A previous post on How We See The Environment touched on the idea that if carbon emissions were visible to the naked eye, people would feel much more compelled to reduce the ugly sight of billows of black smoke that they are creating. As the post says, calculating one’s own carbon footprint is tedious and not likely to be very effective in convincing one to change his or her habits for the better. Perhaps some companies have noticed this; General Electric has a Data Visualization blog dedicated to giving its viewers a better sense of their how much energy they use.
For those interested in the number of Watts used or the toll their appliances have on their wallet, this page, as shown in Figure 1, gives an estimate of watts, gallons of gas, and cost in dollars to power common household appliances. A smart facet of this page is that each appliance listed applies to most American households and the energy used by each appliance can be compared to others. So even though it is not easy to visualize a Watt, using 100 Watts is certainly easier to put into perspective when you know what using 10 Watts is like.
For the more carbon-conscious folks, this page, also shown in Figure 2, compares the carbon footprint of more than just appliances, but also that of objects like paper and food. Like the previously mentioned blog page, these numbers are estimates and generalizations, but it helps remind viewers that everything we enjoy had emitted quite a bit of carbon to be created and distributed. Buying local, anyone?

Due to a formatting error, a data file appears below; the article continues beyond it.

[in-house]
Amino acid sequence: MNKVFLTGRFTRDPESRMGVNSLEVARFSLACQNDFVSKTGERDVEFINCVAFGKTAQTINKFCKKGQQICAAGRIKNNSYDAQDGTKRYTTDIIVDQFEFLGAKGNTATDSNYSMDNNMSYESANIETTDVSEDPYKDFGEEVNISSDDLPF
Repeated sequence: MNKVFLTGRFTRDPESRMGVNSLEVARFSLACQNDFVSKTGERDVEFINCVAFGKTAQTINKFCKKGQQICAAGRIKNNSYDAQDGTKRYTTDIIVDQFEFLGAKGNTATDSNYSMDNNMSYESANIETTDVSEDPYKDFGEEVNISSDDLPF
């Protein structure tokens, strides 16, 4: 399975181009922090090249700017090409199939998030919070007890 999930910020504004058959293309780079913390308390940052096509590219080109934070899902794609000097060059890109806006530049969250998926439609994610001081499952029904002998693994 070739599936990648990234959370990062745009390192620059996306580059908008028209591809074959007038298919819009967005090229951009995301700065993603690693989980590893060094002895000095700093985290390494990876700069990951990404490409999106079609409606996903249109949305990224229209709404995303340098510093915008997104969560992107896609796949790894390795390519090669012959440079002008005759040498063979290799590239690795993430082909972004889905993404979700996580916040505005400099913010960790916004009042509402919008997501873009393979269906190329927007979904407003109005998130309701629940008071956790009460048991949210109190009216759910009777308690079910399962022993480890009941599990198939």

In my opinion, these pages are a great way to make people more conscious of the consequences of their actions, but as How We See the Environment blog post mentions, a mere number does not create the same sense of urgency as the sight of smog would. Perhaps, it helps one visualize such a sight, but it’s not like General Electric intended its viewers to consult their blog every time they do something like drive a car or buy a carton of milk. A great addition to their blog however, would be pictures of black smoke next to a phone left overnight to charge.